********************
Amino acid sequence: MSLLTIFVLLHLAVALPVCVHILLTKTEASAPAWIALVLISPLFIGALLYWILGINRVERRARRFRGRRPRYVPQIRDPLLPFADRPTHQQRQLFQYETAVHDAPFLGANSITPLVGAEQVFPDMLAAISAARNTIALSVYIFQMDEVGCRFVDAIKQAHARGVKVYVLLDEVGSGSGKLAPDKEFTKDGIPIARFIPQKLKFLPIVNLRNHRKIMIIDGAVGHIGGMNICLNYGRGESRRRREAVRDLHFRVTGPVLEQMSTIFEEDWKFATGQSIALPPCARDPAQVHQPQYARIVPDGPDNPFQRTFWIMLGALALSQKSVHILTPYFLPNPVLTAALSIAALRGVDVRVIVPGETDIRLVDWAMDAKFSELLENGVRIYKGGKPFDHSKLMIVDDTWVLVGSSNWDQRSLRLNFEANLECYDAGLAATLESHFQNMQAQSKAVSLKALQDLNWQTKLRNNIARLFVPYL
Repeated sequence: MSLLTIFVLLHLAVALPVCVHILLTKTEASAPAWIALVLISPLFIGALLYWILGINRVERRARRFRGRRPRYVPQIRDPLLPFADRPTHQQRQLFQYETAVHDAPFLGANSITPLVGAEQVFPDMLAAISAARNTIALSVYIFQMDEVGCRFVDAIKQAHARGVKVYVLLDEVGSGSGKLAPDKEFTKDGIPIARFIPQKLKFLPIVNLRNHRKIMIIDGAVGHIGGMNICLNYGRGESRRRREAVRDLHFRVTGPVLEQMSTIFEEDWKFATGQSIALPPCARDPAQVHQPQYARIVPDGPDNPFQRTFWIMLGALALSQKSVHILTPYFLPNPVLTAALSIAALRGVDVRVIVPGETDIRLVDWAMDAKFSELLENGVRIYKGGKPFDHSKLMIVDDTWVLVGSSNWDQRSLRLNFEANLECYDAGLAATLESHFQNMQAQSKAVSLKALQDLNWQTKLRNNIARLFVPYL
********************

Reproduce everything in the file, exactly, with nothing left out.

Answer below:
Amino acid sequence: MSLLTIFVLLHLAVALPVCVHILLTKTEASAPAWIALVLISPLFIGALLYWILGINRVERRARRFRGRRPRYVPQIRDPLLPFADRPTHQQRQLFQYETAVHDAPFLGANSITPLVGAEQVFPDMLAAISAARNTIALSVYIFQMDEVGCRFVDAIKQAHARGVKVYVLLDEVGSGSGKLAPDKEFTKDGIPIARFIPQKLKFLPIVNLRNHRKIMIIDGAVGHIGGMNICLNYGRGESRRRREAVRDLHFRVTGPVLEQMSTIFEEDWKFATGQSIALPPCARDPAQVHQPQYARIVPDGPDNPFQRTFWIMLGALALSQKSVHILTPYFLPNPVLTAALSIAALRGVDVRVIVPGETDIRLVDWAMDAKFSELLENGVRIYKGGKPFDHSKLMIVDDTWVLVGSSNWDQRSLRLNFEANLECYDAGLAATLESHFQNMQAQSKAVSLKALQDLNWQTKLRNNIARLFVPYL
Repeated sequence: MSLLTIFVLLHLAVALPVCVHILLTKTEASAPAWIALVLISPLFIGALLYWILGINRVERRARRFRGRRPRYVPQIRDPLLPFADRPTHQQRQLFQYETAVHDAPFLGANSITPLVGAEQVFPDMLAAISAARNTIALSVYIFQMDEVGCRFVDAIKQAHARGVKVYVLLDEVGSGSGKLAPDKEFTKDGIPIARFIPQKLKFLPIVNLRNHRKIMIIDGAVGHIGGMNICLNYGRGESRRRREAVRDLHFRVTGPVLEQMSTIFEEDWKFATGQSIALPPCARDPAQVHQPQYARIVPDGPDNPFQRTFWIMLGALALSQKSVHILTPYFLPNPVLTAALSIAALRGVDVRVIVPGETDIRLVDWAMDAKFSELLENGVRIYKGGKPFDHSKLMIVDDTWVLVGSSNWDQRSLRLNFEANLECYDAGLAATLESHFQNMQAQSKAVSLKALQDLNWQTKLRNNIARLFVPYL